This essay aims to explain what Aquinas does and does not mean when using the word ‘God’. It also tries to explain why Aquinas thinks it reasonable to conclude that God exists and how Aquinas can be compared and contrasted with certain thinkers both agreeing and disagreeing with this conclusion. The essay places emphasis on Aquinas’s notion of esse and on the fact that he consistently asserts that we do not know what God is.
T. J. Mawson
This essay begins by remarking that the broad understanding of atheism (‘absence of belief in a God or gods’) is not a position that theism per se commits one to claiming is unreasonable. The essay then, however, proceeds to present an argument against atheism being reasonable. This constitutes a variant of the fine-tuning version of the Design Argument, and contends that both the universe’s fine-tuning to us, and our fine-tuning to the universe, are better explained by the ‘God hypothesis’ than by a range of alternatives (including the ‘maximal multiverse hypothesis’). While admitting that there is no single ‘killer argument’ against atheism, the essay argues that a persuasive, cumulative case for the God hypothesis—with cosmic fine-tuning as its strongest suit—can nevertheless be constructed.
Michael L. Peterson
The problem of evil is considered to be the most formidable objection to theism and a central element in the case for atheism. This essay surveys and evaluates the two key formulations of the problem expressed as an argument: the logical argument and the evidential argument. It also analyzes two types of defences offered in response to the argument from evil: the Free Will Defence against the logical argument and Skeptical Theist Defence against the evidential argument. Also treated are several greater-good theodicies that are generally employed as responses to the evidential argument: free will theodicy, natural law theodicy, and soul-making theodicy. Because it sounds a slightly different note from traditional greater good approaches, the theodicy of Open Theism—which argues that the theistic God could create a universe in which there is the possibility of evil occurring that does not serve some greater good—is examined.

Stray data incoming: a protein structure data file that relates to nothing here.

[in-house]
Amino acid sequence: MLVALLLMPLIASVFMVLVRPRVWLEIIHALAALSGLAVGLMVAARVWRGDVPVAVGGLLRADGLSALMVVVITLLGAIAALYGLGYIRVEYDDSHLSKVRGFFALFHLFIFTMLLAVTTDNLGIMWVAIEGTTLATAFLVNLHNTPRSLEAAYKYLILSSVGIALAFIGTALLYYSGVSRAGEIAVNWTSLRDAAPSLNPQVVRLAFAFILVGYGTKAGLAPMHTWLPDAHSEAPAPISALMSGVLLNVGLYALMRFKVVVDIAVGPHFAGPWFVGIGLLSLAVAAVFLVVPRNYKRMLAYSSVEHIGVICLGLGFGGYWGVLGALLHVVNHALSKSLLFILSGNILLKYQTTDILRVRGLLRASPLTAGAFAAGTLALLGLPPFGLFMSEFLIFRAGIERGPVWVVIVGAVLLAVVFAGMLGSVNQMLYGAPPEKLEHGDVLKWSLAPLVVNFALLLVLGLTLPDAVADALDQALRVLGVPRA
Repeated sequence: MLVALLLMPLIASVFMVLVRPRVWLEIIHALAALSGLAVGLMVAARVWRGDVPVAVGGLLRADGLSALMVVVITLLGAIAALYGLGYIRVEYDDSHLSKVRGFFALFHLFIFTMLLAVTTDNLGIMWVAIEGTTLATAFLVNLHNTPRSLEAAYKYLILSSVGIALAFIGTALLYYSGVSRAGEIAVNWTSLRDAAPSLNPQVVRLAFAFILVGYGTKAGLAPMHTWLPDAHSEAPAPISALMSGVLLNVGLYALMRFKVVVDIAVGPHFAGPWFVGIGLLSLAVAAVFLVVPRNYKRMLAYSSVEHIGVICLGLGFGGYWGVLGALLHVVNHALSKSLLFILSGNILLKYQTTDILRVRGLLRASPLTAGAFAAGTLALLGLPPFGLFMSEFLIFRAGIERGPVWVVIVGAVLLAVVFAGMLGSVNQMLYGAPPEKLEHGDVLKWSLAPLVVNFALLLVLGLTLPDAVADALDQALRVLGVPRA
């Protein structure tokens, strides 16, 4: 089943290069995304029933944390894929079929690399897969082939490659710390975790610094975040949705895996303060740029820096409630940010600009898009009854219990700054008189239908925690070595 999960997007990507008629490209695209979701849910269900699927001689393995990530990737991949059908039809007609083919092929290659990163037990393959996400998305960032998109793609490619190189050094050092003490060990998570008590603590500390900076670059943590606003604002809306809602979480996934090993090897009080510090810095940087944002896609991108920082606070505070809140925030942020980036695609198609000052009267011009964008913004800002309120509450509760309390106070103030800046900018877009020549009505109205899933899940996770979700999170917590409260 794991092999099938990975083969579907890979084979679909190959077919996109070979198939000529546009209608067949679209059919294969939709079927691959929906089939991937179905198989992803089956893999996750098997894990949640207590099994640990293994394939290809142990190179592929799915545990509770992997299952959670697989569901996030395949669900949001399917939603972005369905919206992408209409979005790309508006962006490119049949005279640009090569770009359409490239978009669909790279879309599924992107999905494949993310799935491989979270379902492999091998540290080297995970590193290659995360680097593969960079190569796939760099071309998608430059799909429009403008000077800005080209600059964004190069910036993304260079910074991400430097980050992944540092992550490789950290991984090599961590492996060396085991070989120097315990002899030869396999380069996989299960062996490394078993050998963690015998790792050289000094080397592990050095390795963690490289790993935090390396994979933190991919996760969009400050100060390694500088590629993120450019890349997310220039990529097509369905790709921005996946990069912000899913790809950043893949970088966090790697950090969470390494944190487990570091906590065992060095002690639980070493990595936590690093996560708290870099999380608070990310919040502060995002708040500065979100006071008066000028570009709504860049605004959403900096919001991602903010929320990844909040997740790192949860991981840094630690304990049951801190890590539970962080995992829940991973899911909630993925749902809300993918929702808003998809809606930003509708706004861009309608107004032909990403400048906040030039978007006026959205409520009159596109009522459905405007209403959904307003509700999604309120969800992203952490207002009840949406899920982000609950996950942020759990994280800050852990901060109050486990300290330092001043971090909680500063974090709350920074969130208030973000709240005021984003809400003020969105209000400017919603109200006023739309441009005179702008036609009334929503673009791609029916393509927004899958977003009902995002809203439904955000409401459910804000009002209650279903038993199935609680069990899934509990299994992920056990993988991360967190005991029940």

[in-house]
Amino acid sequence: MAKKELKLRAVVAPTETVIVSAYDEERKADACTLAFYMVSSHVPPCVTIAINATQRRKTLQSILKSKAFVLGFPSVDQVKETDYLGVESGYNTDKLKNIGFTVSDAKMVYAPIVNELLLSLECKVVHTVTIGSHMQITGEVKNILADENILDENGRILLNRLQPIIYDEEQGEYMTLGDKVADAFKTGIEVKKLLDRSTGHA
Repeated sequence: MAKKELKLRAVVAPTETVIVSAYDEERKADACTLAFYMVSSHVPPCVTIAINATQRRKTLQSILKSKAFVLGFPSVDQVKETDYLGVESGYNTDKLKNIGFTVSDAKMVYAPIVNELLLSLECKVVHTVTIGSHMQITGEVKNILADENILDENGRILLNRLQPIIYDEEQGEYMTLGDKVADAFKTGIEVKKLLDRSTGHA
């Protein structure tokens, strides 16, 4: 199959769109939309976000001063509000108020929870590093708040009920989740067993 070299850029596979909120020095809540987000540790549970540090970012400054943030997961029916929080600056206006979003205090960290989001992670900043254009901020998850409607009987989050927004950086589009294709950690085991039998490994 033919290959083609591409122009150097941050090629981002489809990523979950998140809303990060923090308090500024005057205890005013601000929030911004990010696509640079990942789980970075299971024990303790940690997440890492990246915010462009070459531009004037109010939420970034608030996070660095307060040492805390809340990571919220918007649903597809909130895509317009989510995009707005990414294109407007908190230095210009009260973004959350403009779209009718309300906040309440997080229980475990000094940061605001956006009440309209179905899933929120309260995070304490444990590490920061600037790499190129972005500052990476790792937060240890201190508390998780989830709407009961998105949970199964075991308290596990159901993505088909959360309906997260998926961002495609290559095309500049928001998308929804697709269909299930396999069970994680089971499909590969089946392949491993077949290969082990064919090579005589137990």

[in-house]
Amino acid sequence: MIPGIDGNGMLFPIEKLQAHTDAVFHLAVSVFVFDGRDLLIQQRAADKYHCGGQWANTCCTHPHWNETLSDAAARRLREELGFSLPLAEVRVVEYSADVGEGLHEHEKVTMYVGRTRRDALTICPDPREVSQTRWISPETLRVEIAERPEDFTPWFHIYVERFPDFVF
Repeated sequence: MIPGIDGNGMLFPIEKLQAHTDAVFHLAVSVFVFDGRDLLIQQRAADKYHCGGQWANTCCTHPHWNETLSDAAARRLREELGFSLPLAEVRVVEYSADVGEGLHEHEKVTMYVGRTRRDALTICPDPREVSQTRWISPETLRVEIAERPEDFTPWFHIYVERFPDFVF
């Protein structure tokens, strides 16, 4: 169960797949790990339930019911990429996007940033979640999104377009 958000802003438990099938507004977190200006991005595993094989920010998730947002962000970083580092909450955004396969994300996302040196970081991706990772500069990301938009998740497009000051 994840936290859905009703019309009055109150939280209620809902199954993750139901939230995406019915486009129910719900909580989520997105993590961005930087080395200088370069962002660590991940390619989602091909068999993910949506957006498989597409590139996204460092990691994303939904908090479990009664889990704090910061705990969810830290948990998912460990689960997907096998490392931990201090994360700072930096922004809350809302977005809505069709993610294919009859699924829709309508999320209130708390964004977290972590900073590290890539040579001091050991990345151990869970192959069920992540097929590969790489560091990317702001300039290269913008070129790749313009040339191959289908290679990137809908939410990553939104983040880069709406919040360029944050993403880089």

The most interesting thing about sceptical theism is its sceptical component. When sceptical theists use that component in responding to arguments from evil, they think it is reasonable for their non-theistic interlocutors to accept it, even if they don't expect them to accept their theism. This article focuses on that sceptical component. The first section explains more precisely what the sceptical theist's scepticism amounts to and how it is used in response to various sorts of arguments from evil. The next section considers and responds to objections to sceptical theism. It is shown that just as there are non-theists who accept the sceptical theist's scepticism, so also are there theists who reject it.